The takeaway for both husbands and wives is this: letting our hope in Christ (His promises and His work) be the backbone of our choice to cherish. I love the way Tim Keller suggests God may speak to a couple who encourage each other in the depths of such a spiritual friendship: “Well done, good and faithful servants. Over the years you have lifted one another up to me. You sacrificed for one another. You held one another up with prayer and with thanksgiving. You confronted each other. You rebuked each other. You hugged and you loved each other and continually pushed each other toward me. And now look at you. You’re radiant.”

Biblical cherishing always has a bit of a “future hope” embedded within it.

From Fiasco to Fine
I’m not implying that changing the way you’ve been treating your spouse over the last ten years will be overcome by changing the way you treat them over the next ten days. Christ’s love stretched out over millennia—beginning with Adam and Eve, the calling of Abraham, delivering Israel from Egypt, preserving a remnant, Jesus coming in the flesh, dying and rising at just the right time—we clearly serve a God who patiently takes the long-term view.

Made in God’s image, you will not allow a spouse’s initial reluctance or even repeated refusals to cause you to give up. Dennis and Barbara Rainey write, “True love doesn’t quit just because its object doesn’t respond quickly enough.”

We need a “Tuscany” view of marriage.

In the Tuscany region of Italy, Chianti wine historically was awful. It didn’t help that the bottles used for the wine had inherited the name “fiasco,” which originally meant to make a bottle or make a wine glass. But those early bottles had a tendency to tip over, thus the word fiasco began to be more widely used for anything that was considered a failure.

Today, Tuscany is proud to boast Chianti wine. Now served in more traditional bottles, Chianti wine is considered a premium blend that commands high prices. A rot gut wine that literally led to the creation of the derisive word “fiasco” is now one of the most credited wines in the world. How did this happen? The vintners didn’t abandon their fields; they changed the composition of the wine, they figured out how to grow the best grapes, how to use the unique Tuscany climate to their vantage point, and even did the superficial things—like designing new bottles—to make it not just better, but among the very best.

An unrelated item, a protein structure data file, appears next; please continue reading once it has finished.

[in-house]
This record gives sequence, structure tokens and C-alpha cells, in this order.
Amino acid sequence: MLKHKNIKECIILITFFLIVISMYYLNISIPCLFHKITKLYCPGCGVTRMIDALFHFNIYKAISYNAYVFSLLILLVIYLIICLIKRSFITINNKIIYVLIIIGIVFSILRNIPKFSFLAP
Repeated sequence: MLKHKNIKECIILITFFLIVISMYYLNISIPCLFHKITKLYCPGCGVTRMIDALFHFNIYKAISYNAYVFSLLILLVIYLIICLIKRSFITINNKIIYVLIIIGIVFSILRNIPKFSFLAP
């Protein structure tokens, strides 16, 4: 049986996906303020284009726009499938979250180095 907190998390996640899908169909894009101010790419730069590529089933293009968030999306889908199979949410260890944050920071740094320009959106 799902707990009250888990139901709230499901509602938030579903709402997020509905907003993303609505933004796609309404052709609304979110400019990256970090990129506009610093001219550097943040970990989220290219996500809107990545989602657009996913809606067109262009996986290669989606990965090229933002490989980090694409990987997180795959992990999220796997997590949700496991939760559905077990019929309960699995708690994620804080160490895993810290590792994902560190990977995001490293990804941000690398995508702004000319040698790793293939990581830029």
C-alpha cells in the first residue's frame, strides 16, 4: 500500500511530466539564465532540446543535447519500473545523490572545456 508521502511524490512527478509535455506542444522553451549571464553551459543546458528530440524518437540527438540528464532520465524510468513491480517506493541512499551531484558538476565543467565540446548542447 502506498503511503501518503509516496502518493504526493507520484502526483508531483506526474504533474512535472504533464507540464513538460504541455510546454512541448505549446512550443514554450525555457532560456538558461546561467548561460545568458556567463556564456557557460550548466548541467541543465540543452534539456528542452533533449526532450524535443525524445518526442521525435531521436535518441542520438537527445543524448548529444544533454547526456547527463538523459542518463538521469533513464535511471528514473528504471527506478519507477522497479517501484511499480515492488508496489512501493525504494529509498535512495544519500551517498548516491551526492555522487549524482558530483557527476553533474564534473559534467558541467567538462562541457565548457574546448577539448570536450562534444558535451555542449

Look at your marriage as your own little corner of Tuscany. You have to plant it, cultivate it, and figure out what produces the best fruit in your spouse’s soul and marriage. If something doesn’t work, you try something else. Your first few attempts may be spectacular failures, but if you’re in it for the long-haul, you can go from fiasco to premium.

Learning to cherish is the best road map you can find.

Cherishing Cherish
Just because we want to be cherished doesn’t make it biblical. The concept of cherish, however, is evident in Ephesians 5 (as well as many other passages we’ll look at in subsequent chapters)

Men are specifically called to cherish our wives as Christ cherishes the church, which means our marriages are to be pictures to the world of a cosmic reality

Cherishing is a strategy as much as it is a command; it’s the method Jesus uses with the church to bring her to her full glory, and it’s the way we’re to help build up our spouse.

Since Jesus calls us to love one another as he loves us, these words are as applicable to wives as they are to husbands.

Cherish is sustained by hope in Christ, not hope in our spouse’s transformation

Cherish is a long-term strategy, not a quick fix.

1. Discuss the glory and strength of Christ, the persevering love of Christ, and the shame and sin of the church, its rebellion, its apathy, its selfishness. Given what we’ve just read about loving our spouse as Christ loves the church, how does this impact our expectations and relational strategies in marriage?

2. What would the following look like in real life: “When someone sees how I treat my wife, they should be reminded of how Christ treats the church.”

3. Jesus’ strategy was to “present the church to himself in splendor, without spot or wrinkle or any such thing, that she might be holy and without blemish.” How could a more selfish strategy negatively impact the process of cherishing? How might our sinful inclinations corrupt the use of this strategy and become manipulative? What will guard against that?

4. Have you ever noticed a married couple that exhibits some of the findings of the Stanford study that found when people were treated like prisoners, they started acting like prisoners? If so, what did that look like? What might the positive alternative look like.

5. The wine-makers’ experience in Tuscany shows that excellence is often built on many failures and false-starts. How can the hope of Christ keep our heads up when we care so much but then become so disappointed? What do we have to know, believe, and do to avoid abandoning our “fields” and instead focus on how to produce a premium blend?

i Markus Barth, Ephesians 4-6 (Anchor Bible), pg. 632.

ii Markus Barth, Ephesians 4-6 Anchor Bible (Garden City, NY: Doubleday and Company, 1974), pg. 676.

iii Lincoln, A. T. (1990). Ephesians (Vol. 42, p. 375). Dallas: Word, Incorporated.

iv Barth, pg. 683.

v Tim and Kathy Keller, The Meaning of Marriage (New York: Riverhead Books, 2011), pg. 134.

vi Dennis